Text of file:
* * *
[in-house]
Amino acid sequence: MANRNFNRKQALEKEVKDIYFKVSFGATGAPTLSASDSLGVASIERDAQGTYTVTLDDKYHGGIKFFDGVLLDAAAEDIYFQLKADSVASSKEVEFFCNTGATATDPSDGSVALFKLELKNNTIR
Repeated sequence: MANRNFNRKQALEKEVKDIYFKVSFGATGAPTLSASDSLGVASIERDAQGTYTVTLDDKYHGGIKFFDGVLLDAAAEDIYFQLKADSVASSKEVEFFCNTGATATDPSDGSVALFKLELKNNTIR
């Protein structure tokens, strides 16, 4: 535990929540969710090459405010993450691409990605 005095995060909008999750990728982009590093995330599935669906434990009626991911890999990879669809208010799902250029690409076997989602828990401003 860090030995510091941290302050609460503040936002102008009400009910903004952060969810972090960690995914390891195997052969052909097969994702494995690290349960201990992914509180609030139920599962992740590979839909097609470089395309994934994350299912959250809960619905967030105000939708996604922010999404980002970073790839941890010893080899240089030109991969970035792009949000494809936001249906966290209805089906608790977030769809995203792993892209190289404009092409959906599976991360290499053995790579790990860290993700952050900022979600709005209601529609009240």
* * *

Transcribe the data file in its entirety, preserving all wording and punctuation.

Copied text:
[in-house]
Amino acid sequence: MANRNFNRKQALEKEVKDIYFKVSFGATGAPTLSASDSLGVASIERDAQGTYTVTLDDKYHGGIKFFDGVLLDAAAEDIYFQLKADSVASSKEVEFFCNTGATATDPSDGSVALFKLELKNNTIR
Repeated sequence: MANRNFNRKQALEKEVKDIYFKVSFGATGAPTLSASDSLGVASIERDAQGTYTVTLDDKYHGGIKFFDGVLLDAAAEDIYFQLKADSVASSKEVEFFCNTGATATDPSDGSVALFKLELKNNTIR
């Protein structure tokens, strides 16, 4: 535990929540969710090459405010993450691409990605 005095995060909008999750990728982009590093995330599935669906434990009626991911890999990879669809208010799902250029690409076997989602828990401003 860090030995510091941290302050609460503040936002102008009400009910903004952060969810972090960690995914390891195997052969052909097969994702494995690290349960201990992914509180609030139920599962992740590979839909097609470089395309994934994350299912959250809960619905967030105000939708996604922010999404980002970073790839941890010893080899240089030109991969970035792009949000494809936001249906966290209805089906608790977030769809995203792993892209190289404009092409959906599976991360290499053995790579790990860290993700952050900022979600709005209601529609009240």